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About Northwest labor press. (Portland , Ore.) 1987-current | View Entire Issue (July 6, 2006)
Labor agency will help Oregon war veterans find jobs
Community Solutions for Clacka-
mas County has been awarded a
$750,000 grant from the U.S. Depart-
ment of Labor primarily to help Ore-
gon’s combat veterans transition back
into the civilian workforce.
The Veterans Workforce Investment
Program (VWIP) will serve over 480
veterans from Oregon, assisting them
with training, retraining, job placement
and support services, including coun-
The grant is good news for Labor’s
Community Service Agency, AFL-
CIO, which will be a contract partner
helping to provide services to veterans.
The Oregon State Employment De-
partment also is a partner under the new
Labor’s Community Service Agency
is a non-profit agency funded in part by
United Way of the Columbia-
Willamette in partnership with the
Northwest Oregon Labor Council,
AFL-CIO. Part of its mission is to help
workers who have lost their jobs to
plant closures and layoffs get plugged
into organizations that will help retrain
them for new employment.
The agency has been working under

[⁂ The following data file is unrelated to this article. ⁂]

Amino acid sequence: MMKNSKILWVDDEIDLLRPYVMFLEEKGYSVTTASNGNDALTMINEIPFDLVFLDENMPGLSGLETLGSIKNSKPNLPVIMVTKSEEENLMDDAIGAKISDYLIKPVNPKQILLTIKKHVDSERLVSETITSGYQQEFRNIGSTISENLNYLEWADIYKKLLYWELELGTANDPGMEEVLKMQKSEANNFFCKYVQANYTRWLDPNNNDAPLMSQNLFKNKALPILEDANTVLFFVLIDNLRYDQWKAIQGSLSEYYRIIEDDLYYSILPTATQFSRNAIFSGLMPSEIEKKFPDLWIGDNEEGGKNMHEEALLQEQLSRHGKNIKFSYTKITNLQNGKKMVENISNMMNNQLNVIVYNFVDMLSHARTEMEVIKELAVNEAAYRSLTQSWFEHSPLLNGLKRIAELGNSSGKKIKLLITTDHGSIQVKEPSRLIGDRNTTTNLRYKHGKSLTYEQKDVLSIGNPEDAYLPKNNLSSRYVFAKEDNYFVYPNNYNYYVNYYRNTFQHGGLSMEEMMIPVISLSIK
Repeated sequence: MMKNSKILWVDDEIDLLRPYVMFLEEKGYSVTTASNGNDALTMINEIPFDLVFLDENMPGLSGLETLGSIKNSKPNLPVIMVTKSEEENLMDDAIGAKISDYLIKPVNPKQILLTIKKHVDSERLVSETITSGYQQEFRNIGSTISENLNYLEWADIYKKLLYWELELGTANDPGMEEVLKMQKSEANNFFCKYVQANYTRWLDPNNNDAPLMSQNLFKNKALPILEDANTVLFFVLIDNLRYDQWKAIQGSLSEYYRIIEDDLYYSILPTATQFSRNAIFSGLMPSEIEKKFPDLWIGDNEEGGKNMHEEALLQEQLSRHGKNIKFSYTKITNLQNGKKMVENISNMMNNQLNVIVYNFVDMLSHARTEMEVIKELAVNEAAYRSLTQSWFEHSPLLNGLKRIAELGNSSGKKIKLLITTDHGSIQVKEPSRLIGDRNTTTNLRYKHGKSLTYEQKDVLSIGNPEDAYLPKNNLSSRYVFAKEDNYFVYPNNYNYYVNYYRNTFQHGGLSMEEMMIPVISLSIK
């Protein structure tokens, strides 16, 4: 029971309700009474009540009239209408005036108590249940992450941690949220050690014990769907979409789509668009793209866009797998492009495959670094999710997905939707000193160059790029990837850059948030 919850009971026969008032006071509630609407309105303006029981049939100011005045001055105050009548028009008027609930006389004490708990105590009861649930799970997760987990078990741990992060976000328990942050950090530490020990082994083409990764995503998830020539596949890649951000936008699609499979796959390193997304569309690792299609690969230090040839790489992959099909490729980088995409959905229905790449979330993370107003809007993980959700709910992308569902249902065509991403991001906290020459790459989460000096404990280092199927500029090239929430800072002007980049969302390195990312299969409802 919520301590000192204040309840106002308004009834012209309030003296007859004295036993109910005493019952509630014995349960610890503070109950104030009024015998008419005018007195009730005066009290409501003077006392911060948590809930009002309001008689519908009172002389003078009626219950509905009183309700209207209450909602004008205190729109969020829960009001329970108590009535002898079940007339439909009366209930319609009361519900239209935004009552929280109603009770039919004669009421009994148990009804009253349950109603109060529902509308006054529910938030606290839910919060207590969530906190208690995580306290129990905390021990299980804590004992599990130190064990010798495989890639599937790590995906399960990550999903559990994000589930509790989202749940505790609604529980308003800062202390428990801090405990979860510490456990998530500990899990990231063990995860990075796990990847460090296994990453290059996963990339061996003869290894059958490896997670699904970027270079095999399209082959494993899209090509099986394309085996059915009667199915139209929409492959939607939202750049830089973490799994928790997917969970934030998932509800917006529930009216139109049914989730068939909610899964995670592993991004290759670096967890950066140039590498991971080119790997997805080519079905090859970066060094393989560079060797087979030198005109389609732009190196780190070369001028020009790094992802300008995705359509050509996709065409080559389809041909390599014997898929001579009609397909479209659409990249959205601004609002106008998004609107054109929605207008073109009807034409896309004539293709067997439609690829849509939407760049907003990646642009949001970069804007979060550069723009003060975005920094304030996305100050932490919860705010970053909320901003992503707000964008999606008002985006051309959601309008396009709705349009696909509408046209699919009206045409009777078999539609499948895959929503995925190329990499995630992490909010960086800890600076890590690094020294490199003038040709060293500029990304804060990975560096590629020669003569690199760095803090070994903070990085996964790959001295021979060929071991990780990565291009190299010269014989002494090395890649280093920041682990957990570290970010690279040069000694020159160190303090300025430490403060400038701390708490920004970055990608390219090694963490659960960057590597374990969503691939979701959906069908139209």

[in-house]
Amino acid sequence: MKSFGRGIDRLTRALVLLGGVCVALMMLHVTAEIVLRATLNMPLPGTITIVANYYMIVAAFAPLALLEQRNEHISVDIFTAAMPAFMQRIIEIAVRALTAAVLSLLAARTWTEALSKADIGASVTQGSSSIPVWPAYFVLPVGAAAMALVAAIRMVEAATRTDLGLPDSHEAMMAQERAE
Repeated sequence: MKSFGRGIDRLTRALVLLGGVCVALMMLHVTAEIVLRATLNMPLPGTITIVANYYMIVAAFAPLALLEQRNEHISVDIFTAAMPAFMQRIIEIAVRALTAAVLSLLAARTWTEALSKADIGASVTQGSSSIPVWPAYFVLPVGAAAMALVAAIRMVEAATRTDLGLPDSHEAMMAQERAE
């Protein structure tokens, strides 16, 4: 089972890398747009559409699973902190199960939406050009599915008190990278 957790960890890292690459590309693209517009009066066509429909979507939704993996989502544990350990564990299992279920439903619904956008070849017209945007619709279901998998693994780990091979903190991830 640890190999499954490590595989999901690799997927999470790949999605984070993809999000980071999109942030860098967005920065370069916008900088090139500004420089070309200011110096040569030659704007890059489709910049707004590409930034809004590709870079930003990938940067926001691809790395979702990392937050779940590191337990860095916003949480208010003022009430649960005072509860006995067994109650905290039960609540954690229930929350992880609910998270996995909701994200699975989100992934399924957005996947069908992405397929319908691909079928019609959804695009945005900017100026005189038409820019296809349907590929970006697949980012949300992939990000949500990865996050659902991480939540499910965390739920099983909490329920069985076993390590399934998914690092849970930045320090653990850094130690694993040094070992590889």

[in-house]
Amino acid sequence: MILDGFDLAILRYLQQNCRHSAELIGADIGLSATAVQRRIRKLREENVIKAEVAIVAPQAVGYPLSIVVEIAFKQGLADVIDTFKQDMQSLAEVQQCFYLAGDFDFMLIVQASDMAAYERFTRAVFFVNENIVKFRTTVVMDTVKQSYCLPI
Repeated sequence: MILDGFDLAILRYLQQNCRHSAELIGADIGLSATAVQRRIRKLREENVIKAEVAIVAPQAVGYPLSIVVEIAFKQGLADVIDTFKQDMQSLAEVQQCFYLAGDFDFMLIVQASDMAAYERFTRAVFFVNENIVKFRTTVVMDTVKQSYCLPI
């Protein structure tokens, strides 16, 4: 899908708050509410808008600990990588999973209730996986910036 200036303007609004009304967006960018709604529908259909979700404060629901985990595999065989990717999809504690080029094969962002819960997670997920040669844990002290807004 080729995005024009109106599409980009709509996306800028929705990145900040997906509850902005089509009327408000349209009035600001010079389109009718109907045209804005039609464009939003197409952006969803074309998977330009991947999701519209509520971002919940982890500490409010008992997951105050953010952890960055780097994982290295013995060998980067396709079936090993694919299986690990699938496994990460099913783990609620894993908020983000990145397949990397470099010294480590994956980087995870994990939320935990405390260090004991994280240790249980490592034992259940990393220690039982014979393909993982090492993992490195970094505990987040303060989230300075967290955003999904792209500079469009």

an existing grant with Community So-
lutions helping returning veterans in
Clackamas County find jobs.
“Through collaborative efforts with
Oregon’s workforce development part-
ners, Labor’s Community Service
Clatskanie ethanol plant to be union built
Hundreds of local construction trades workers will have an
opportunity to put their skills to work on the development of
an ethanol plant being built in Clatskanie, Oregon — the re-
sult of a project labor agreement reached between the Co-
lumbia-Pacific Building and Construction Trades Council and
general contractor JH Kelly.
Cascade Grain Products at Port Westward on the Colum-
bia River will be the largest ethanol plant on the West Coast,
producing 113.4 million gallons of corn-based dry mill fuel-
grade ethanol per year. It will serve markets in Oregon,
Washington, California, Alaska, Hawaii and the Pacific Rim.
Approximately 70 full-time jobs will be created when the
plant opens in early 2008.
Ethanol is an alternative fuel that is considered a sustain-
able resource, and its production warrants special tax incen-
tives granted through a bill passed in 2005 by the Oregon
Berggruen Holdings Inc. of New York owns the facility.